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Microwaving Water Dangerous!


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60 replies to this topic

#1 of 61 OFFLINE   Audioman321

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Posted March 24 2009 - 07:44 PM

Is this true? (March 2009)

From a friend:

This is true - I checked with Snopes.

Safety Warning

Microwaving Water!

A 26-year old man decided to have a cup of coffee. He took a cup of water and put it in the microwave to heat it up (something that he had done numerous times before). I am not sure how long he set the timer for, but he wanted to bring the water to a boil. When the timer shut the oven off, he removed the cup from the oven. As he looked into the cup, he noted that the! water was not boiling, but suddenly the water in the cup 'blew up' into his face. The cup remained intact until he threw it out of his hand, but all the water had flown out into his face due to the build up of energy. His whole face is blistered and he has 1st and 2nd degree burns to his face which may leave scarring.


He also may have lost partial sight in his left eye. While at the hospital, the doctor who was attending to him stated that this is a fairly common occurrence and water (alone) should never be heated in a microwave oven. If water is heated in this manner, something should be placed in the cup to diffuse the energy such as a wooden stir stick, tea bag, etc.., (nothing metal).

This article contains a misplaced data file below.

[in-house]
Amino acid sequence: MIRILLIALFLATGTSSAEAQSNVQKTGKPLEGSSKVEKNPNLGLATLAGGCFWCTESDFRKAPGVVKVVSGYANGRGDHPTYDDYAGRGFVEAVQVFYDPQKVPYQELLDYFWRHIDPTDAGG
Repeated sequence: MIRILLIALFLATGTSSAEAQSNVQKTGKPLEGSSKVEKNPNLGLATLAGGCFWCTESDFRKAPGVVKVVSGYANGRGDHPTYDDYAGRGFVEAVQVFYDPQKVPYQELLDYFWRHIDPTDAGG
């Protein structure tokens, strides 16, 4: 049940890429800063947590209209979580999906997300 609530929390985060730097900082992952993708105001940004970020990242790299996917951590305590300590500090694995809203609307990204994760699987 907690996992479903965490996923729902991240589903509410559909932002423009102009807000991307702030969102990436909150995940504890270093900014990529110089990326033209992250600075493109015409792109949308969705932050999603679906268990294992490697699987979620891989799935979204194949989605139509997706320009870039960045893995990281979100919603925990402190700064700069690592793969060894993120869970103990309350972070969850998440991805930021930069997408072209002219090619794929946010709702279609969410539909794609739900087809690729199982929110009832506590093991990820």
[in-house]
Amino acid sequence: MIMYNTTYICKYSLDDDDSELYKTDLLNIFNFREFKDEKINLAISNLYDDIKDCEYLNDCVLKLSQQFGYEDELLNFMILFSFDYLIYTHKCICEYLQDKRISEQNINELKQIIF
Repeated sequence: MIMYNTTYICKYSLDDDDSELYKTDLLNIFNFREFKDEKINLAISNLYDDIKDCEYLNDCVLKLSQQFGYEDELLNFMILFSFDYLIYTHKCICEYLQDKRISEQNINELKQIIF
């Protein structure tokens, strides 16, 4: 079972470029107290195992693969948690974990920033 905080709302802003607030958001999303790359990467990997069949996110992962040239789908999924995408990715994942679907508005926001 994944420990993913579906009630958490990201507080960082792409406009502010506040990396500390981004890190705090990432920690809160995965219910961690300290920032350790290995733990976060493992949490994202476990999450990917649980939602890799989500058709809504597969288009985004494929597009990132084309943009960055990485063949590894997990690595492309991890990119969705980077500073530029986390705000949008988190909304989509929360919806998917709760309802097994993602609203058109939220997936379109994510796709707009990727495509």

General Electric's Response:


Thanks for contacting us, I will be happy to assist you. The e-mail that you received is correct. Microwaved water and other liquids do not always bubble when they reach the boiling point. They can actually get superheated and not bubble at all. The superheated liquid will bubble up out of the cup when it is moved or when something like a spoon or tea bag is put into it.


To prevent this from happening and causing injury, do not heat any liquid for more than two minutes per cup. After heating, let the cup stand in the microwave for thirty seconds! before moving it or adding anything into it.


Here is what our local science teacher had to say on the matter: 'Thanks for the microwave warning. I have seen this happen before. It is caused by a phenomenon known as super heating. It can occur anytime water is heated and will particularly occur if the vessel that the water is heated in is new, or when heating a small amount of water (less than half a cup).


What happens is that the water heats faster than the vapour bubbles can form. If the cup is very new then it is unlikely to have small surface scratches inside it that provide a place for the bubbles to form. As the bubbles cannot form and release some of the heat has built up, the liquid does not boil, and the liquid continues to heat up well past its boiling point.